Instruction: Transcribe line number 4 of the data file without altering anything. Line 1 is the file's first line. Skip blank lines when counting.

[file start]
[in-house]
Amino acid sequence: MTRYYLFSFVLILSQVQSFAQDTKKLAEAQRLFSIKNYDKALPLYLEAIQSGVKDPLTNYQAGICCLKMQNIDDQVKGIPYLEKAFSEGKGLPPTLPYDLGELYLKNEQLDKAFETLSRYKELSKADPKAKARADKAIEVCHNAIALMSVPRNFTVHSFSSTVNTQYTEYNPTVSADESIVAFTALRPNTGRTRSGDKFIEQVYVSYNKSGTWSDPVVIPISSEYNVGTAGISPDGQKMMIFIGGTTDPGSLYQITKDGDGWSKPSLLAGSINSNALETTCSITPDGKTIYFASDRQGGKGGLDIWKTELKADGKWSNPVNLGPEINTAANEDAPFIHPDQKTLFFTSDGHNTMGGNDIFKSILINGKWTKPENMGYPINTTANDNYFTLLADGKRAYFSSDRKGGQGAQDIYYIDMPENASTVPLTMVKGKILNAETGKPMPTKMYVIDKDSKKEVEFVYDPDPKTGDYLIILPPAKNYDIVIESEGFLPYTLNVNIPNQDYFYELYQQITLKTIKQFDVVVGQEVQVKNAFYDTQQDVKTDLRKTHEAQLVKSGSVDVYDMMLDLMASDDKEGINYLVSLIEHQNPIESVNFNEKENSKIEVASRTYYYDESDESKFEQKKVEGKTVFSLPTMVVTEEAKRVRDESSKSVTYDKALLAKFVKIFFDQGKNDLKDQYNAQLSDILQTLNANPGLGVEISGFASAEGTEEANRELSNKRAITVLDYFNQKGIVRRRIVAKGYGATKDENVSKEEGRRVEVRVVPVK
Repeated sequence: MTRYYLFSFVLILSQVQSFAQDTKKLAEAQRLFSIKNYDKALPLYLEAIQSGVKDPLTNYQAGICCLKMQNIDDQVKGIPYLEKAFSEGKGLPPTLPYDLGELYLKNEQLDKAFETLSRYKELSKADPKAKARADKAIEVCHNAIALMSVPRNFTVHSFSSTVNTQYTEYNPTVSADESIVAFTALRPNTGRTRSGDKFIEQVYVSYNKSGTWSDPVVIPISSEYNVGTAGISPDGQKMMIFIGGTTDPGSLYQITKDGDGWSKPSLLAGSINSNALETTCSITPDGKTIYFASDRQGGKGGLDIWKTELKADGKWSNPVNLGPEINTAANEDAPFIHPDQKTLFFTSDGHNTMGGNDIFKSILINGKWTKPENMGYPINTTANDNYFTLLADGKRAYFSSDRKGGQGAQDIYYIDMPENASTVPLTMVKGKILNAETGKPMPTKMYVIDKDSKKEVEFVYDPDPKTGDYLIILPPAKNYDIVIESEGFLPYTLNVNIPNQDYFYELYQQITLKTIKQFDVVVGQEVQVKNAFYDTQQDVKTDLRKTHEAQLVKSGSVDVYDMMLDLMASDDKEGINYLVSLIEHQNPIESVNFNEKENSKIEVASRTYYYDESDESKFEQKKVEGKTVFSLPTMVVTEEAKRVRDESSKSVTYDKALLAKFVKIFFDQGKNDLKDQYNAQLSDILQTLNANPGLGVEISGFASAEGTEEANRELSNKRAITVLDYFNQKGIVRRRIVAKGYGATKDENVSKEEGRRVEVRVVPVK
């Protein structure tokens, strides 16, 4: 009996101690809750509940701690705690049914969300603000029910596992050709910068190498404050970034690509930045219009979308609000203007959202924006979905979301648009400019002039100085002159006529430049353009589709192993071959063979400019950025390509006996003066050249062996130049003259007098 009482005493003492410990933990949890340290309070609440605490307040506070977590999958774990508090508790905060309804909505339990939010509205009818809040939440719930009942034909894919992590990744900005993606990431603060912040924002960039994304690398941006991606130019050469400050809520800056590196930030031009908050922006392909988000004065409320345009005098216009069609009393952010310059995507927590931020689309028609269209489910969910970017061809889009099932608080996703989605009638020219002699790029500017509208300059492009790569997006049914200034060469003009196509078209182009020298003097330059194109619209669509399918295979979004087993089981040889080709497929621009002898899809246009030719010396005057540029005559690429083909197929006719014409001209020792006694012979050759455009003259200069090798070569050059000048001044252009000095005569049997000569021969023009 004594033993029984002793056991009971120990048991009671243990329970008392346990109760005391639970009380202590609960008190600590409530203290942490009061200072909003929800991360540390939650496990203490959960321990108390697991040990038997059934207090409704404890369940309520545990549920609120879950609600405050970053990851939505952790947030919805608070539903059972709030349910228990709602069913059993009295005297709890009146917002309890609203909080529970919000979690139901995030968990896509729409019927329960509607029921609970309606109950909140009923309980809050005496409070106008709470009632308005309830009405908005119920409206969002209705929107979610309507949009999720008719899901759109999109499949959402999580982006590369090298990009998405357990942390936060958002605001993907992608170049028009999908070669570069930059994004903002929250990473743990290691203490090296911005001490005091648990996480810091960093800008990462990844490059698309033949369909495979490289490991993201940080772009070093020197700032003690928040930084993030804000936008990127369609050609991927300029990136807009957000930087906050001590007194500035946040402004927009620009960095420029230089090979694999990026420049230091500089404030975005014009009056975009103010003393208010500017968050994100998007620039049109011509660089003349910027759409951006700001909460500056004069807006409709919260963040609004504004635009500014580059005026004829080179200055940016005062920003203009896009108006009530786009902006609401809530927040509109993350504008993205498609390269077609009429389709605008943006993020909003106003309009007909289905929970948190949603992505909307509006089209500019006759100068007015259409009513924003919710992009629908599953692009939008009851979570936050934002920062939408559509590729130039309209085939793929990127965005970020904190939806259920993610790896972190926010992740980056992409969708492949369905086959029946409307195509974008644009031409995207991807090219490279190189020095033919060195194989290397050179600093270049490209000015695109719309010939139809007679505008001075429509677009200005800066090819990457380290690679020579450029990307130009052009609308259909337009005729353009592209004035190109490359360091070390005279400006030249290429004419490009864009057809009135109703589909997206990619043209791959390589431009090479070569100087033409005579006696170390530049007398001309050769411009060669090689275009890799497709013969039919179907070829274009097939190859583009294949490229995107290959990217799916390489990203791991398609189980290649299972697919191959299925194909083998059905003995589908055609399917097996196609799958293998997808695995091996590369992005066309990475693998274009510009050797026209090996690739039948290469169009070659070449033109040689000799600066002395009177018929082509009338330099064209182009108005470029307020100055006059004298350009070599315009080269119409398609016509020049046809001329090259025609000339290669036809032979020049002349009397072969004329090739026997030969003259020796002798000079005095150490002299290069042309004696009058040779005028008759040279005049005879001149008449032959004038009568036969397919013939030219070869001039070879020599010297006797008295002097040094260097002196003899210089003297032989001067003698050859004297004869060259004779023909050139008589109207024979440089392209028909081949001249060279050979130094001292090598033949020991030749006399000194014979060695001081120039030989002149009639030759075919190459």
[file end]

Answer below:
């Protein structure tokens, strides 16, 4: 009996101690809750509940701690705690049914969300603000029910596992050709910068190498404050970034690509930045219009979308609000203007959202924006979905979301648009400019002039100085002159006529430049353009589709192993071959063979400019950025390509006996003066050249062996130049003259007098 009482005493003492410990933990949890340290309070609440605490307040506070977590999958774990508090508790905060309804909505339990939010509205009818809040939440719930009942034909894919992590990744900005993606990431603060912040924002960039994304690398941006991606130019050469400050809520800056590196930030031009908050922006392909988000004065409320345009005098216009069609009393952010310059995507927590931020689309028609269209489910969910970017061809889009099932608080996703989605009638020219002699790029500017509208300059492009790569997006049914200034060469003009196509078209182009020298003097330059194109619209669509399918295979979004087993089981040889080709497929621009002898899809246009030719010396005057540029005559690429083909197929006719014409001209020792006694012979050759455009003259200069090798070569050059000048001044252009000095005569049997000569021969023009 004594033993029984002793056991009971120990048991009671243990329970008392346990109760005391639970009380202590609960008190600590409530203290942490009061200072909003929800991360540390939650496990203490959960321990108390697991040990038997059934207090409704404890369940309520545990549920609120879950609600405050970053990851939505952790947030919805608070539903059972709030349910228990709602069913059993009295005297709890009146917002309890609203909080529970919000979690139901995030968990896509729409019927329960509607029921609970309606109950909140009923309980809050005496409070106008709470009632308005309830009405908005119920409206969002209705929107979610309507949009999720008719899901759109999109499949959402999580982006590369090298990009998405357990942390936060958002605001993907992608170049028009999908070669570069930059994004903002929250990473743990290691203490090296911005001490005091648990996480810091960093800008990462990844490059698309033949369909495979490289490991993201940080772009070093020197700032003690928040930084993030804000936008990127369609050609991927300029990136807009957000930087906050001590007194500035946040402004927009620009960095420029230089090979694999990026420049230091500089404030975005014009009056975009103010003393208010500017968050994100998007620039049109011509660089003349910027759409951006700001909460500056004069807006409709919260963040609004504004635009500014580059005026004829080179200055940016005062920003203009896009108006009530786009902006609401809530927040509109993350504008993205498609390269077609009429389709605008943006993020909003106003309009007909289905929970948190949603992505909307509006089209500019006759100068007015259409009513924003919710992009629908599953692009939008009851979570936050934002920062939408559509590729130039309209085939793929990127965005970020904190939806259920993610790896972190926010992740980056992409969708492949369905086959029946409307195509974008644009031409995207991807090219490279190189020095033919060195194989290397050179600093270049490209000015695109719309010939139809007679505008001075429509677009200005800066090819990457380290690679020579450029990307130009052009609308259909337009005729353009592209004035190109490359360091070390005279400006030249290429004419490009864009057809009135109703589909997206990619043209791959390589431009090479070569100087033409005579006696170390530049007398001309050769411009060669090689275009890799497709013969039919179907070829274009097939190859583009294949490229995107290959990217799916390489990203791991398609189980290649299972697919191959299925194909083998059905003995589908055609399917097996196609799958293998997808695995091996590369992005066309990475693998274009510009050797026209090996690739039948290469169009070659070449033109040689000799600066002395009177018929082509009338330099064209182009108005470029307020100055006059004298350009070599315009080269119409398609016509020049046809001329090259025609000339290669036809032979020049002349009397072969004329090739026997030969003259020796002798000079005095150490002299290069042309004696009058040779005028008759040279005049005879001149008449032959004038009568036969397919013939030219070869001039070879020599010297006797008295002097040094260097002196003899210089003297032989001067003698050859004297004869060259004779023909050139008589109207024979440089392209028909081949001249060279050979130094001292090598033949020991030749006399000194014979060695001081120039030989002149009639030759075919190459």